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Inside the Tactical Research Unit

Written by Doctor of Physiotherapy student Alexander Kang.

When scientific research mixes with military, law enforcement, and fire fighters / first responders: you have the Tactical Research unit (TRU).

The TRU’s goal is to research ways to enhance the protection and performance of tactical personnel. I was lucky enough to assist my colleagues with their research at Zero Latency (a free-roaming virtual reality (VR) simulator) looking at the stress levels between military and police veterans as compared to novices in a zombie survival game.

As part of our Doctor of Physiotherapy program, I was required to complete a research project and I did mine through the TRU, as did several other students who completed research investigating tactical load carriage assistive devices and the job tasks required of mounted police.

During my project, I worked with the TRU team orientating participants, signing explanatory documents and waivers, and fitting them with bioharness vests to measure selected physiological measures (like heart rate, respiratory rates and skin temperature). We also collected saliva samples to look at hormonal markers of stress. The data were collected just before the simulation and then again post simulation at 15 minute, 30 minute and 60 minute intervals The veterans were the first groups through the Zombie survival game, followed shortly by the novices.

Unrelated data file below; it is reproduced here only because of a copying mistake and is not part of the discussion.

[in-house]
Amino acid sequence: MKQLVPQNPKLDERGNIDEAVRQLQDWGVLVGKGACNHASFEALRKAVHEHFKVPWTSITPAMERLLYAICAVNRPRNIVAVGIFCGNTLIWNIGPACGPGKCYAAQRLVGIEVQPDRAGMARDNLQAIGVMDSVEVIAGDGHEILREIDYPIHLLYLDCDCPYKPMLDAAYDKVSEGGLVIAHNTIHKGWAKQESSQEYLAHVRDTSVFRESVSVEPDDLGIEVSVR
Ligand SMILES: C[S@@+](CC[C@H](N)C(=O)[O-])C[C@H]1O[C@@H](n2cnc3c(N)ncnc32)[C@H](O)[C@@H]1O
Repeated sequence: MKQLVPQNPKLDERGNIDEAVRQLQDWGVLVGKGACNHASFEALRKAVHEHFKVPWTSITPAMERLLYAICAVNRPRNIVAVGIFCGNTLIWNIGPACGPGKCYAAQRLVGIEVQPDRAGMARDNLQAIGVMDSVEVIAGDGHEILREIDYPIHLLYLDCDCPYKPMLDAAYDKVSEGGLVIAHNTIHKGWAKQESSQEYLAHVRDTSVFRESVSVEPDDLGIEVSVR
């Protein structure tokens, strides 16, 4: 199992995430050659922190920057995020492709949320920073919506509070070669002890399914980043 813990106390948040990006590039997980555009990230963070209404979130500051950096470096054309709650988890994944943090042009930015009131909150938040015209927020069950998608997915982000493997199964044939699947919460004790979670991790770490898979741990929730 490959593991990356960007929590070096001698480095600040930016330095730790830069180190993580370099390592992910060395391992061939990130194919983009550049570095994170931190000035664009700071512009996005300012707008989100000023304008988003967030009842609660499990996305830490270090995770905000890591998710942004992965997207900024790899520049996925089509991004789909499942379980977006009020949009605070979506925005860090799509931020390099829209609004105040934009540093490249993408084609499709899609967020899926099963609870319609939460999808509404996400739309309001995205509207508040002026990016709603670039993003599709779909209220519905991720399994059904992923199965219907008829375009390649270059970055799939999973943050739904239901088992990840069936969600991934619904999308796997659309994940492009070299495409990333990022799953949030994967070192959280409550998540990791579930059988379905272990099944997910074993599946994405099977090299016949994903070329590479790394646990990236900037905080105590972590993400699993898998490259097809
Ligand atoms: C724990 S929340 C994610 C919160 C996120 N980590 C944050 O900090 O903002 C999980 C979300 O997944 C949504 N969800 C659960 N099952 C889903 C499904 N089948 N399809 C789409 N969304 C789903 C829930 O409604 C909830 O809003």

Following the formal data capture, we were invited to complete the scenario with the TRU staff in order to experience the Zombie Apocalypse stress event ourselves. This was a free-roaming VR which meant we were not bound to any walls or equipment and as such could actually bump into each other. The scenario required us to move along hallways, along the sides of buildings and climb into virtual helicopters all while fighting off a heard of zombies. In the end, our group ranked #32 out of 3,200 teams!

A similar study will be later conducted by  fellow Doctor of Physiotherapy classmates where they will be investigating which is worse, the stress levels from a Zombie apocalypse VR or a real world Neurological patient simulation. Remembering the stress, I experienced during my first patient simulation, I would be interested to find out which is more stressful.

This was a once in a lifetime experience to work with the TRU team and I would recommend other Physiotherapy students to complete a research unit with the TRU.

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